Welcome to Zero Day's Week In Security, our roundup of notable security news items for the week ending December 26, 2014. Covers enterprise, controversies, reports and more.
This week Apple forced its first-ever automatic security update, the JPMorgan Chase breach would've been foiled by two-factor auth, an APT led to scary physical damage at a German iron plant, Staples was attacked, and more.
Apple deploys first-ever automatic patch to fix NTP flaw. Apple on Monday used an automatic security update mechanism for the first time to deploy a fix for a critical vulnerability in NTP, or Network Time Protocol, that was uncovered by a Google engineer. "In light of a security threat to Unix-based systems including OS X, we've used an automatic security feature to update OS X systems and protect our users as quickly as possible," Apple spokesman Bill Evans said in an emailed statement. In that statement, Evans called the NTP bug a "critical" flaw.
The JPMorgan Chase hack could've been avoided if two-factor authentication had been in use, it has been revealed. JPMorgan's security team had apparently neglected to upgrade one of its network servers with the dual password scheme. The relatively simple nature of the Chase attack - details of which had not been previously reported - puts the breach in a new light.
#sonyhack#PS4goesback@Sony I'll be returning your PS4 tomorrow. Worst X-mas ever. You had plenty of time to prepare for this attack.
Kim Dotcom stopped the Sony Playstation attack on Christmas Day. On December 25 hacking crew Lizard Squad once again took down the Sony Playstation and XBox Live networks, after warning Twitter followers about it. Lizard Squad took Sony's PlayStation network out previously twice, in August and September of this year, among other successful attacks on other large websites. This time, Kim Dotcom offered Lizard Squad "3000 @MegaPrivacy premium vouchers for @LizardMafia if they stop attacking XBOX Live and PSN immediately." It worked. Update: Because the network is up and down since the first attack, many still think it is under attack.
A newly-discovered vulnerability puts 12 million routers at risk around the world in homes, small business, and corporate environments. The Misfortune Cookie vulnerability allows an attacker to remotely take over a gateway device with admin privileges, according to network security vendor Check Point Software Technology, Inc. The scale of the problem is unprecedented, said Shahar Tal, Check Point's malware and vulnerability research manager.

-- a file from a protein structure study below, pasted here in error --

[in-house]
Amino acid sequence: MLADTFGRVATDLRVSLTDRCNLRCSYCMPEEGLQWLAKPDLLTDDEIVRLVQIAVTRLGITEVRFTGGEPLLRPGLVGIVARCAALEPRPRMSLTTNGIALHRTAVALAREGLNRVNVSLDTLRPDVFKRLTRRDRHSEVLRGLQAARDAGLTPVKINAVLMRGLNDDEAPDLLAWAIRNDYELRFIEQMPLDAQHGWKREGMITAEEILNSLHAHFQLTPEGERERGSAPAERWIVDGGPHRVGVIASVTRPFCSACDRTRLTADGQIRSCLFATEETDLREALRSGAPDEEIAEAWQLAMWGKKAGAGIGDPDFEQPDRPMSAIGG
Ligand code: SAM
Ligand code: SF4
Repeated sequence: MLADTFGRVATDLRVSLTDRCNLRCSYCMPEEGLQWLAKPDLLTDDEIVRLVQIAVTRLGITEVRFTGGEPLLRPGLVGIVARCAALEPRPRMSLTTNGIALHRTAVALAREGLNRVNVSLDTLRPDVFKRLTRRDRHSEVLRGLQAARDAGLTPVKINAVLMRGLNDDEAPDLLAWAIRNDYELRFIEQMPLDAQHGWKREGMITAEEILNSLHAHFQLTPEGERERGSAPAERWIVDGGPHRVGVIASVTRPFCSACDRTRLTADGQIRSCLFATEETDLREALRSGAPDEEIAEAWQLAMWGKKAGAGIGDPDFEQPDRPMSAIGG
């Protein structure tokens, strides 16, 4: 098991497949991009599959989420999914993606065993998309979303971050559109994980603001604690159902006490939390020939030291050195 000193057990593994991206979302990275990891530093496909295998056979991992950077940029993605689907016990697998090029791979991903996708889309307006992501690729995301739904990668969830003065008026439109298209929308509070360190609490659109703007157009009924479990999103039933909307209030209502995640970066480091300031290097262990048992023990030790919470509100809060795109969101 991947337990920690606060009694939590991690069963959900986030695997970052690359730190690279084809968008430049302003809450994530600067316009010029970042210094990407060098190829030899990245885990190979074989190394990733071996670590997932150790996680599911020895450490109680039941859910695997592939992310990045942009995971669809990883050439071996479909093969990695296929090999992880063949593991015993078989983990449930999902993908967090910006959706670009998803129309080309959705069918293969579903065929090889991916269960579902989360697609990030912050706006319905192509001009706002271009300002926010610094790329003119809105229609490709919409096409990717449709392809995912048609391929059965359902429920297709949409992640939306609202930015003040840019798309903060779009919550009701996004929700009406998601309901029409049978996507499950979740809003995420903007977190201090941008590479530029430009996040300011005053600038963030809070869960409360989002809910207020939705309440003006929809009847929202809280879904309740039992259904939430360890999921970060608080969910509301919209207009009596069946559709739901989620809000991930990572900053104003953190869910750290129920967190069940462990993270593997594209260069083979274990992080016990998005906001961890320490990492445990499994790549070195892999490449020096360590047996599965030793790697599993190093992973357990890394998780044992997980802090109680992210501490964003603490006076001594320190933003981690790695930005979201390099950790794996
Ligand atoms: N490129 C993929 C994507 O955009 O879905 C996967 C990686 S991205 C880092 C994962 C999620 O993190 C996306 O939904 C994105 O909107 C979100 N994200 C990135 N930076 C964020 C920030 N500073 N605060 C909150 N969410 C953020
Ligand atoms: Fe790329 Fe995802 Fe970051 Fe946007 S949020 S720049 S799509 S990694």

South Korea nuclear plant hacked: Computers at a nuclear power plant in South Korea were compromised but the plant operator said no critical data has been leaked. The hacker was able to access blueprints, floor maps and other information on the plant.
German iron plant physically damaged in hack attack. A German federal agency has detailed how an APT attack physically damaged an iron plant. BSI (Bundesamt für Sicherheit in der Informationstechnik) revealed that attackers used spear phishing and social engineering to get into the office network of an iron plant, then accessed production networks. This resulted in an incident where a furnace could not be shut down and caused 'massive damage to the system'.
Staples admitted approximately 1.16 million payment cards may have been affected in a breach last Fall. Investigators believe malware penetrated Staples' POS systems at 113 of its more than 1,400 retail locations nationwide. Transaction data likely compromised includes cardholder names, payment card numbers, expiration dates, and card verification codes.
Flaw in MacBook EFI allows boot ROM malware: Programmer/hacker Trammell Hudson is presenting research on ways to infect Apple EFI firmware using the external Thunderbolt port. Attackers introduce persistent boot ROM malware through the MacBook Thunderbolt ports. Hudson says he's "... been in contact with Apple's security team for nearly two years regarding the Option ROM and Thunderbolt issues."
Charlatans: The new wave of privacy profiteers: An easy way to browse the internet in anonymity and privacy? Not so fast. 2014 made privacy into a business -- and spawned an overwhelming amount of unscrupulous charlatans eager to capitalize on a frightened public. The stories of these charlatans, and the lies and funding scams they're still getting away with, are appalling.
As you'll remember, last week the FBI formally accused North Korea of perpetrating the Sony hack. Shortly afterward, North Korea announced a denial and offered the U.S. a joint investigation into the matter -- an offer that was quickly rebuffed by the U.S.
Meanwhile, blowback from infosec communities calling shenanigans on the FBI-North Korea blame game hit critical mass.
While everyone was distracted with all the 'whodunit' tail-chasing, and also by Sony's big poop of a movie that trivializes a country with death camps as great comedy fodder, others continued to look at the seemingly never-ending evidence source of Sony misdeeds: the GOP file dumps.
You'll remember that a week ago Verge and Huffington Post reported on the now-revealed conspiracy between the MPAA, Universal, Sony, Fox, Paramount, Warner Bros and Disney to go after Google, reinterpret the DMCA to their advantage, and revive SOPA.
The parties were also allotting between $585k and $1.175 million to fund Mississippi Attorney General Jim Hood's (misguided and based on faulty premises) investigation into Google.
Also, Sony's awful film was pretty much a widely-pirated, clumsily released mess (The Interview made under $1 million; Unbroken, Into The Woods and Hobbit are headed for $40 million each), despite all the free publicity milked for it.